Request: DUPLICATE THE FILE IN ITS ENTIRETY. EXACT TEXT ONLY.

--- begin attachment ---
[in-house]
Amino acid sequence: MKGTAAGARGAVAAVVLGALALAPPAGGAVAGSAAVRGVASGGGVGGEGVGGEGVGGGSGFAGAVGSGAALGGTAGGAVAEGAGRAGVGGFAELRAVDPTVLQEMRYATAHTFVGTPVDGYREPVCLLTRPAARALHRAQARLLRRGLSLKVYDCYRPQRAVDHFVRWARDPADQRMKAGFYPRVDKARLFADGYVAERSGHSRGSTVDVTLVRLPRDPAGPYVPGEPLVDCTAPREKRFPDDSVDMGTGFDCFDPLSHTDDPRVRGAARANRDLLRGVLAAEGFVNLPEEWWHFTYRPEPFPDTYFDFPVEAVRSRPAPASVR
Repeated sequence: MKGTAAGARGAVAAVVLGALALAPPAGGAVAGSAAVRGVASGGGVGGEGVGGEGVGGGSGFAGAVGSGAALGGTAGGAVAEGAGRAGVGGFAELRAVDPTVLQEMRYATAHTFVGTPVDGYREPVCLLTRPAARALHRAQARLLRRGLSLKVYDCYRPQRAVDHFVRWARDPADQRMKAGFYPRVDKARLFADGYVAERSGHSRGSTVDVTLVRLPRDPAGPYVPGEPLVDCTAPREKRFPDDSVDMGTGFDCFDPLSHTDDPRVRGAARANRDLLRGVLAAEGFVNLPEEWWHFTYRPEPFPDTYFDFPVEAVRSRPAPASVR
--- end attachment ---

[in-house]
Amino acid sequence: MKGTAAGARGAVAAVVLGALALAPPAGGAVAGSAAVRGVASGGGVGGEGVGGEGVGGGSGFAGAVGSGAALGGTAGGAVAEGAGRAGVGGFAELRAVDPTVLQEMRYATAHTFVGTPVDGYREPVCLLTRPAARALHRAQARLLRRGLSLKVYDCYRPQRAVDHFVRWARDPADQRMKAGFYPRVDKARLFADGYVAERSGHSRGSTVDVTLVRLPRDPAGPYVPGEPLVDCTAPREKRFPDDSVDMGTGFDCFDPLSHTDDPRVRGAARANRDLLRGVLAAEGFVNLPEEWWHFTYRPEPFPDTYFDFPVEAVRSRPAPASVR
Repeated sequence: MKGTAAGARGAVAAVVLGALALAPPAGGAVAGSAAVRGVASGGGVGGEGVGGEGVGGGSGFAGAVGSGAALGGTAGGAVAEGAGRAGVGGFAELRAVDPTVLQEMRYATAHTFVGTPVDGYREPVCLLTRPAARALHRAQARLLRRGLSLKVYDCYRPQRAVDHFVRWARDPADQRMKAGFYPRVDKARLFADGYVAERSGHSRGSTVDVTLVRLPRDPAGPYVPGEPLVDCTAPREKRFPDDSVDMGTGFDCFDPLSHTDDPRVRGAARANRDLLRGVLAAEGFVNLPEEWWHFTYRPEPFPDTYFDFPVEAVRSRPAPASVR